Story or writing?

There are two parts to any written story‌—‌the story itself (plot, characters, and so on) and the writing (word choice, sentence construction, and so on). In an ideal book, both would work equally well. Exquisite (but not distractingly ‘showy’) writing would bring to life a well-constructed story, with realistic characters and vivid settings.

But there’s no such thing as a perfect book. It’s one of the reasons writers keep on writing‌—‌each book presents an opportunity to close the gap on perfection, to elevate the writing and storytelling from mediocre to good, from good to great.

I was thinking on this recently, after a couple of interesting reads.

[Note: there might be spoilers ahead!]


TheWall_JLanchesterThe first of these books was The Wall by John Lanchester. I’ve enjoyed other books by Lanchester (such as Mr Phillips and Fragrant Harbour), although I can’t recall much about them now. He’s definitely a writer in the ‘literary’ camp. But this new book of his was also billed as a Dystopian story, and I was intrigued to read his take on that genre.

The Wall follows a new Defender on the Wall, a defensive structure that encases the country. His job is to watch out for Others who might attempt to gain access. Any Other breaking into the country means a Defender being sent out to sea‌—‌one in, one out.

The style of writing is fairly simple, perfectly suiting the protagonist’s character as he enters this strange new world. It also suits the monotony of his job‌—‌standing in the cold, staring into the darkness, with nothing happening. But there are interludes‌—‌a trip home, where he realises how he’s changed, and a holiday with his new friends from the Wall. And, of course, there’s an attack. Despite fighting hard (and even shooting a traitor), the main character is sent to sea, with a couple of others from the Wall (three in, three out).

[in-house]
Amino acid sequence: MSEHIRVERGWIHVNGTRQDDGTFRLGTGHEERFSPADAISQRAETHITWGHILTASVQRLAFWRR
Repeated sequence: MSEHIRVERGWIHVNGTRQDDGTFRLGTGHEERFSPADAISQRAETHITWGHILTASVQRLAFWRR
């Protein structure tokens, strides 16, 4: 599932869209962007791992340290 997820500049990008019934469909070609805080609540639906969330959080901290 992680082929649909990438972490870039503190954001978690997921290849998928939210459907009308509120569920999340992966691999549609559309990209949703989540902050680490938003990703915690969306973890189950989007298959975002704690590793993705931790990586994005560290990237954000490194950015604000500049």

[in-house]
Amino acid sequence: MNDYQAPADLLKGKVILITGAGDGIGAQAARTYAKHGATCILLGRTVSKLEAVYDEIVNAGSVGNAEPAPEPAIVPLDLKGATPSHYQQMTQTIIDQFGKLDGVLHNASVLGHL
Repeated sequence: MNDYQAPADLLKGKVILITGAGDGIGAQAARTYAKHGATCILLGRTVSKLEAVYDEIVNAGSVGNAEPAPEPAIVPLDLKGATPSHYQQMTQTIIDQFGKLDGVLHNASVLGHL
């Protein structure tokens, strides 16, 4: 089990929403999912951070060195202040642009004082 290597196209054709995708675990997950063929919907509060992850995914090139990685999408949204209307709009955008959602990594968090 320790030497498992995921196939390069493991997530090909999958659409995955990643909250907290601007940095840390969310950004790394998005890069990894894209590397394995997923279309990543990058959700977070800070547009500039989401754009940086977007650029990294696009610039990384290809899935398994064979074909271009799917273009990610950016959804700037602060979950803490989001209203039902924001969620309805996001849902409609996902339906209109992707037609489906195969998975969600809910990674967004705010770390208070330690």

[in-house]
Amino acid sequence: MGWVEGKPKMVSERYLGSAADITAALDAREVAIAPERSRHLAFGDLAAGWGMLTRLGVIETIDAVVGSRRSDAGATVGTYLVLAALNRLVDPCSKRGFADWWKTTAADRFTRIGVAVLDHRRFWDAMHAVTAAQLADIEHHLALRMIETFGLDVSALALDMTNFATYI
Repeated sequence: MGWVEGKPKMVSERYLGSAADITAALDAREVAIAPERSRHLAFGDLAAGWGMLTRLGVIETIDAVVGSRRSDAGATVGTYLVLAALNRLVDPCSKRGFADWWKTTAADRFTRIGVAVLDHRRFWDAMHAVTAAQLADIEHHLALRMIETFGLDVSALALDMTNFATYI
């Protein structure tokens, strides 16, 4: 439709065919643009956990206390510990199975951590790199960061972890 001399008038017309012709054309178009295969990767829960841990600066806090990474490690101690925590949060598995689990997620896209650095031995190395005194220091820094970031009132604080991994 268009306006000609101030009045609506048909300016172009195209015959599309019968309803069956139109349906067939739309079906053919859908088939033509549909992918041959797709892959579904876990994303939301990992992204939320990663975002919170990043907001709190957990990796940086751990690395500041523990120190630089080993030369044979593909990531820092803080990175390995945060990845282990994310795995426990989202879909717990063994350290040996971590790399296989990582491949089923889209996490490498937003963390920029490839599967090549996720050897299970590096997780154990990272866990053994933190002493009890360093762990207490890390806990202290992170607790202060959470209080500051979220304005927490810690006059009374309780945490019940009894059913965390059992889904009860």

He has some adventures out at sea. And‌…‌that’s it.

The story is little more than things that happen, one after the other. For most of these events, the main character is little more than an observer, or a passive participant. The story ends in what seems to be an arbitrary place. There’s no real resolution, no clear story arc.

And yet, I still enjoyed the book. I enjoyed seeing these scenes through the eyes of this character.

In short, I liked the writing in The Wall, but the story left me cold.


TheTrusted_MMedhatThe second book was The Trusted by Michelle Medhat. I heard her talk about this book (and the whole series) on a podcast, and it sounded intriguing enough for me to buy straight away. A fast-paced thriller, political intrigue, near-future tech, and a smattering of aliens‌—‌sounded perfect.

It started well, but I found myself becoming distracted by the writing itself. Nothing major, just little things‌—‌clunky exposition in dialogue, apparent shifts in point of view within scenes, too much tell. It felt more like a description of a movie than a book.